In my view there is an even better fruit to test: Doctrine. Did Joseph Smith give us nonsense doctrine as many suggest? Are his teachings a mass of confusion, a hodgepodge of speculations and inventions? Do his teachings make a mockery of God in heaven?
Or did Joseph Smith deliver the most coherent, sensible, defensible, and breath-takingly gracious doctrine taught on this earth in almost two millennia? Let’s test him. If he is truly a prophet, he can stand the test. If he is not, the evidence will be clear.
Marcia Nelson says that it's not going too far to call her a spiritual leader. “I've said to a number of people — she's today's Billy Graham.”
Nelson said that concept was most apparent when Winfrey co-hosted the 2001 memorial service held 12 days after the terrorist attacks in New York. She urged the people who filled Shea Stadium that day, and all Americans, to stand strong, rousing the audience by repeating the refrain, “We shall not be moved.”
One of Winfrey's most appealing subtexts is that she's anti-institutional, says Chris Altrock, minister of Highland Street Church of Christ in Memphis. He says Winfrey believes there are many paths to God, not just one. After doing his doctoral research three years ago on postmodernism religion, a religious era that began in the 1970s as Christians became deeply interested in spirituality and less interested in any established church, he came up with what he calls “The Church of Oprah,” referring to the culture that has created her.
“Our culture is changing,” he says, “as churches are in decline and the bulk of a new generation is growing up outside of religion.” Instead, they're turning to the Church of Oprah.
“People who have no religion relate to her,” Nelson says.
The final assignment for my "Critical Thinking and the Art of Argumentation" class with Dr. Dembski was to write a critical review of Richard Dawkins' documentary miniseries Root of All Evil? Having turned it in, I thought it would be beneficial to post my review online as a series. Yesterday, I posted the first part. The following is part two.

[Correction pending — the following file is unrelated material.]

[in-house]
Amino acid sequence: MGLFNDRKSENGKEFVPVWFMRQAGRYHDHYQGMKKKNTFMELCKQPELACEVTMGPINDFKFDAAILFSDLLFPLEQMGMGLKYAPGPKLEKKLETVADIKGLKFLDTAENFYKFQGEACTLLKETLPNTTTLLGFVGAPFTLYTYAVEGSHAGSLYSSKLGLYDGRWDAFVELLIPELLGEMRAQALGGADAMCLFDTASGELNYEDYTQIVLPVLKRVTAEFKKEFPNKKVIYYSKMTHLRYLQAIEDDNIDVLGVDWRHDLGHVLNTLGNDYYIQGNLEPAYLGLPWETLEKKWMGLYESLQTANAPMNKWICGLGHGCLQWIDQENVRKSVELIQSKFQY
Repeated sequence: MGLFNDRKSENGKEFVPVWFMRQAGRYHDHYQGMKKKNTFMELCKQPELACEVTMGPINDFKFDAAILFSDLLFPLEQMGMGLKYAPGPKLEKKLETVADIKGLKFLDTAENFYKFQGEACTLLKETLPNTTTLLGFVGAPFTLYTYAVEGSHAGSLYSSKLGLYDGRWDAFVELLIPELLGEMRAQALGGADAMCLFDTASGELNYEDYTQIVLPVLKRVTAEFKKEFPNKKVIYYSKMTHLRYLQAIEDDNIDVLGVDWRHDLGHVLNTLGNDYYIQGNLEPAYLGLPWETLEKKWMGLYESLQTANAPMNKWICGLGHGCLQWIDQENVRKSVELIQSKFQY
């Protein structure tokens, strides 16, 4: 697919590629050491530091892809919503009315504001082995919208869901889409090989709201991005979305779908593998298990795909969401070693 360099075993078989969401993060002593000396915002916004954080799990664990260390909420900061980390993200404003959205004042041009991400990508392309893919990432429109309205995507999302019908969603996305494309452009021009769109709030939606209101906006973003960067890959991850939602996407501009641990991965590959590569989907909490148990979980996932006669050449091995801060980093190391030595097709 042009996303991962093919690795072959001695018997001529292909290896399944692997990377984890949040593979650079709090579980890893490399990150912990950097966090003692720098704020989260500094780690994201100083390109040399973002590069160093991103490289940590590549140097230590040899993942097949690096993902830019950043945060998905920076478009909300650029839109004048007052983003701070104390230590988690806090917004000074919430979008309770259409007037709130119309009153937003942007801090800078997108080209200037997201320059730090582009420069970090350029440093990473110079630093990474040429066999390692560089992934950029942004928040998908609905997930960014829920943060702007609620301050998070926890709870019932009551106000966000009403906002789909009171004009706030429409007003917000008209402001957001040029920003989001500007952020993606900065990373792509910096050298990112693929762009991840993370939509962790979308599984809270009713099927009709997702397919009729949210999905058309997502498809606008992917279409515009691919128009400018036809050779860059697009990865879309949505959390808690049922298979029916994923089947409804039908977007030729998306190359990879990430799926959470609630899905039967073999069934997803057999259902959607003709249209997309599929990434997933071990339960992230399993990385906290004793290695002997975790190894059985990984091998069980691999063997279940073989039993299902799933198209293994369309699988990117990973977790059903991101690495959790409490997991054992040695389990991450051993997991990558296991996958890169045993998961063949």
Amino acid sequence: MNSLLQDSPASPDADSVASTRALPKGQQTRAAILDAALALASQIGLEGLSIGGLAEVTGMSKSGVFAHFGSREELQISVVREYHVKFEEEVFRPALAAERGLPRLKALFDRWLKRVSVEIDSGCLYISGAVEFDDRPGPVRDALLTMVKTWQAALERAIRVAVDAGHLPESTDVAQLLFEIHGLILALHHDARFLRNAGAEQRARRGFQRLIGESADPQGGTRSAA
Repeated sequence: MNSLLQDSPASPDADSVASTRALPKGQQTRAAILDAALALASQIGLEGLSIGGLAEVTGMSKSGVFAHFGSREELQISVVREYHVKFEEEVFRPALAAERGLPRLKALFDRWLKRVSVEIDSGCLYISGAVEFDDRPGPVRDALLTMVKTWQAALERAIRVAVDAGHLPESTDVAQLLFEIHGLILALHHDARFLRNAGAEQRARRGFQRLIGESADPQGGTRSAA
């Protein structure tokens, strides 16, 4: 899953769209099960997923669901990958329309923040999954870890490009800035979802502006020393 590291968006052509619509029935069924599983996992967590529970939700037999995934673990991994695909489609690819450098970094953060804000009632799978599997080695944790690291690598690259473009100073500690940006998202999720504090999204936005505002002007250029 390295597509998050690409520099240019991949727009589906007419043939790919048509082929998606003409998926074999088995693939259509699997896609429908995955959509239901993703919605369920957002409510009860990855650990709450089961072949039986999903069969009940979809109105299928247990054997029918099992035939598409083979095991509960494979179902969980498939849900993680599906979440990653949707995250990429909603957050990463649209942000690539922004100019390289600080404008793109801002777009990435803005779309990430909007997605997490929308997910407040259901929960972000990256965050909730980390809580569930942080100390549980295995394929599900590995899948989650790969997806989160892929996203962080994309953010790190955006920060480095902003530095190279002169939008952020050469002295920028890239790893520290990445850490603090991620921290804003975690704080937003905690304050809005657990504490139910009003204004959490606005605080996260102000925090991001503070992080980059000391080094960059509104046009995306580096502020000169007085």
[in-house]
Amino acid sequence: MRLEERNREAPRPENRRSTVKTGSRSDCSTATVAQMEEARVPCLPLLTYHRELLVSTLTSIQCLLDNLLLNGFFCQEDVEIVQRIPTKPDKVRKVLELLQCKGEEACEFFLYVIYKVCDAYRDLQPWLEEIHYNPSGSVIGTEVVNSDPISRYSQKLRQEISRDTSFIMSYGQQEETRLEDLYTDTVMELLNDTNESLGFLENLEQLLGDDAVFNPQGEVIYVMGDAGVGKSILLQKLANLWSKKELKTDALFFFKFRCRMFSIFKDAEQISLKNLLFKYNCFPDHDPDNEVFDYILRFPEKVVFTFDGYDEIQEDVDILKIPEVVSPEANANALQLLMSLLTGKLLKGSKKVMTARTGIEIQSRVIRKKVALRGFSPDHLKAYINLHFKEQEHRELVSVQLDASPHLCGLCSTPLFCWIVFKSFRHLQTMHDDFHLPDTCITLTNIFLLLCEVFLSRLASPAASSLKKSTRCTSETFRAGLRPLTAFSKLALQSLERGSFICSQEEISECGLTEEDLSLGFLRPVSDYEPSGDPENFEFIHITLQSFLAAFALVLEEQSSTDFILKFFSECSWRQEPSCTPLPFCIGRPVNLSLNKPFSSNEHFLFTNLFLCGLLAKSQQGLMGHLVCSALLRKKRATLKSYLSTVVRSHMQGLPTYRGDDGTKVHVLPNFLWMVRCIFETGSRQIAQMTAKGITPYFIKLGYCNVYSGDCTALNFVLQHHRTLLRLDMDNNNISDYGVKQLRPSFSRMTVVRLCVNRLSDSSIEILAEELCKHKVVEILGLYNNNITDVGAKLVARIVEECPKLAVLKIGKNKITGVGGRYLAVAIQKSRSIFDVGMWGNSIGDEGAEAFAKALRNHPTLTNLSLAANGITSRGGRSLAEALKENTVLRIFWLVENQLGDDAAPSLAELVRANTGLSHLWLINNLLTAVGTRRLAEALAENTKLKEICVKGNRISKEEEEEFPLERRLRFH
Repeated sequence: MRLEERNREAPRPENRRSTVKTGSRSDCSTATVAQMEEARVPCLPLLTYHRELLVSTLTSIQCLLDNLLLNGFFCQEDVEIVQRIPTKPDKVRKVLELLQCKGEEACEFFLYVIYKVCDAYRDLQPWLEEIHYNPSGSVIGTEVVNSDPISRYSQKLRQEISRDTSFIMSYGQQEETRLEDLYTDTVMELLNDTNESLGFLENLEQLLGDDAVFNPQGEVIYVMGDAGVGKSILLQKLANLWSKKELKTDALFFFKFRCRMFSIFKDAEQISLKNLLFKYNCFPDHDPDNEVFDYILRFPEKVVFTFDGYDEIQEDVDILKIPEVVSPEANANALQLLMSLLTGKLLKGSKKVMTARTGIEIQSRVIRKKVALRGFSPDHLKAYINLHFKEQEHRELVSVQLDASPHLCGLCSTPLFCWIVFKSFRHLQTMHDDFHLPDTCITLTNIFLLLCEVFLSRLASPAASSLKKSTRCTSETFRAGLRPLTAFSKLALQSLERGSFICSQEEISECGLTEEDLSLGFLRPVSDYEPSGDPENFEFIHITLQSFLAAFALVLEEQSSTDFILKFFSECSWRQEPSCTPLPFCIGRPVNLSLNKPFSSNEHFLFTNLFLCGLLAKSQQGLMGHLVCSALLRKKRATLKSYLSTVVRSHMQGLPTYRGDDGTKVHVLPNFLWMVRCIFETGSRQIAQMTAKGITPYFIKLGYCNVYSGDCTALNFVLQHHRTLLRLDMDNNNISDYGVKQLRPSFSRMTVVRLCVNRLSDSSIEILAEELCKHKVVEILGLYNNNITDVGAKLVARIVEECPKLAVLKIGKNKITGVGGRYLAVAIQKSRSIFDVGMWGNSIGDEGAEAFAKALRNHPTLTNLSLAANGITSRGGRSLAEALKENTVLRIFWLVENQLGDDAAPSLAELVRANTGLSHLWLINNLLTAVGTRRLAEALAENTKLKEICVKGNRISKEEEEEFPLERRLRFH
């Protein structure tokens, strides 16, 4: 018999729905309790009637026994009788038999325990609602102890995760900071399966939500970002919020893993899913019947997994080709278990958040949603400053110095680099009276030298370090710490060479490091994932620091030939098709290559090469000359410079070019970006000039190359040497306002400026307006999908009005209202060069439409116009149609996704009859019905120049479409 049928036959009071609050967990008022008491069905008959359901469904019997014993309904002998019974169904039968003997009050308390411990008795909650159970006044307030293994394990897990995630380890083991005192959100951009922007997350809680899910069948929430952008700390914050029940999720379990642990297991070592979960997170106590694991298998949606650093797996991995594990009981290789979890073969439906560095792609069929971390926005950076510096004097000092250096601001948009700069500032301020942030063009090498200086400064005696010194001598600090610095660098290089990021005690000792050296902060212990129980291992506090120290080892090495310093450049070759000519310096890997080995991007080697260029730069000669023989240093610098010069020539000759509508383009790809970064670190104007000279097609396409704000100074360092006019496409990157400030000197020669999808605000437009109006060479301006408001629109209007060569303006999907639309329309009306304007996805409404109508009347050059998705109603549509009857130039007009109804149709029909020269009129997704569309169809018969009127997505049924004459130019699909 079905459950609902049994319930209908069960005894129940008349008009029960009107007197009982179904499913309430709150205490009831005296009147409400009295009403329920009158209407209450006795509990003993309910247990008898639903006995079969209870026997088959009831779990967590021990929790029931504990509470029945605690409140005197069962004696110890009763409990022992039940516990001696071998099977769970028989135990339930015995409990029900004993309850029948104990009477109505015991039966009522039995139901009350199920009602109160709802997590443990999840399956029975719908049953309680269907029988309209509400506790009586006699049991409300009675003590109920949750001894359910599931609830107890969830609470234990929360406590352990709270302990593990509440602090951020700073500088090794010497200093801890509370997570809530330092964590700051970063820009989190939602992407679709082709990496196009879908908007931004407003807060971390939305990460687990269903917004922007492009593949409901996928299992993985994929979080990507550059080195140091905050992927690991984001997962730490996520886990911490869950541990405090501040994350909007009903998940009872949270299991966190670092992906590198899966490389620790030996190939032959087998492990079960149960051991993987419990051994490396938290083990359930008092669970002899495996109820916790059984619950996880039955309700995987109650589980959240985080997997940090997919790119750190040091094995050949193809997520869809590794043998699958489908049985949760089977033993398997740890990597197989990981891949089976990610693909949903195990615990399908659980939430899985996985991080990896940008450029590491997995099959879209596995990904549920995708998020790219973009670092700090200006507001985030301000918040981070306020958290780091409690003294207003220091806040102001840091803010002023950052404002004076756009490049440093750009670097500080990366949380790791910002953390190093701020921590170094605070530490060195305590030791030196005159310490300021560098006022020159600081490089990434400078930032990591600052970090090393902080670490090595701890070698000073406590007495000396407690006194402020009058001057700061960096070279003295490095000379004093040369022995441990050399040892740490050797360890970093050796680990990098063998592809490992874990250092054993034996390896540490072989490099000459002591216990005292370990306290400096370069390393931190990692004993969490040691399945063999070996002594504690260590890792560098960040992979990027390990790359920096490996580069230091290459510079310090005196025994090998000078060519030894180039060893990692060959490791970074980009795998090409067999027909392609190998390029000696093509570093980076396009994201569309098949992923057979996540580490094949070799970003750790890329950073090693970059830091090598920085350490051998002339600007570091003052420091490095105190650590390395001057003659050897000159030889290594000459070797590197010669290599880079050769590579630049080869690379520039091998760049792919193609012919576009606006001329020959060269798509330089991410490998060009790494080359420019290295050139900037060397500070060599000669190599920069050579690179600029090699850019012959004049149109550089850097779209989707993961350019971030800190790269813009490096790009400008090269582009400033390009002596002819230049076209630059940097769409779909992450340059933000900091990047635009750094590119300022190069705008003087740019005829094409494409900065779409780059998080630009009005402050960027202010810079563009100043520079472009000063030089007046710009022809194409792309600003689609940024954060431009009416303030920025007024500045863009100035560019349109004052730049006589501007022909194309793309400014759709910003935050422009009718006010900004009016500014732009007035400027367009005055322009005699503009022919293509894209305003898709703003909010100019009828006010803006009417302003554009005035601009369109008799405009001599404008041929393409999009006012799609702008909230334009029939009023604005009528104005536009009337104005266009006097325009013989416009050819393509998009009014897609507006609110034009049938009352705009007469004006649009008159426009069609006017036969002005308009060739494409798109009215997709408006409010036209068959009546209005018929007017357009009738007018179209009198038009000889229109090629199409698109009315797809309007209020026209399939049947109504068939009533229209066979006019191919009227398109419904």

When examined as a whole, Root of All Evil? was made as a deliberative type of persuasive discourse. But Dawkins is doing more than simply trying to convince those watching to accept his point of view. Actually, I do not believe his target audience is religious people at all. His method and tone are far too negative and strident. No, this miniseries is a call to action: agnostics and atheists can no longer afford to tolerate people of faith. As he says in the first part, “The time has come for people of reason to say enough is enough. Religious faith discourages independent thought, its divisive, and its dangerous.” Science and reason must overcome religion and faith. Our only hope for the future lies in the complete annihilation of religion.
What should we think of Dawkins argument? We ought to begin by recognizing the validity of some of his points. If evangelicals are going to be honest, we must admit that our subculture produces a lot of trite kitsch. After all, Dawkins did not have to pay someone to create a Jesus bobble-head doll for this series. Without a doubt, the type of outlandish contemporary Christian music chosen is available in most Christian bookstores. Some of our church practices also deserve to be scrutinized. When talking about New Life Church, Dawkins points out that the church offers “thirteen hundred organized programs where they can meet to exchange Christian tips on everything from marriage to dog walking.” While I assume this is an exaggeration, churches often lose their focus on gospel proclamation, concentrating on practical programs. All is not well in evangelicalism today. Dawkins also properly identifies the inherent problem of moderate and liberal Christianity. “It seems to me an odd proposition that we should adhere to some parts of the Bible story but not to others. After all, when it comes to important moral questions, by what standards do we cherry pick the Bible? Why bother with the Bible at all if we have the ability to pick and choose from it what is right and what is wrong for today’s society?” Exactly. Being a Christian means adhering to and trusting in all God has revealed in the Bible.
Unfortunately, in Dawkins’ production the good pales in comparison with the bad. Much of the difficulty arises from the antithesis he establishes between reason and faith or between science and religion. He says,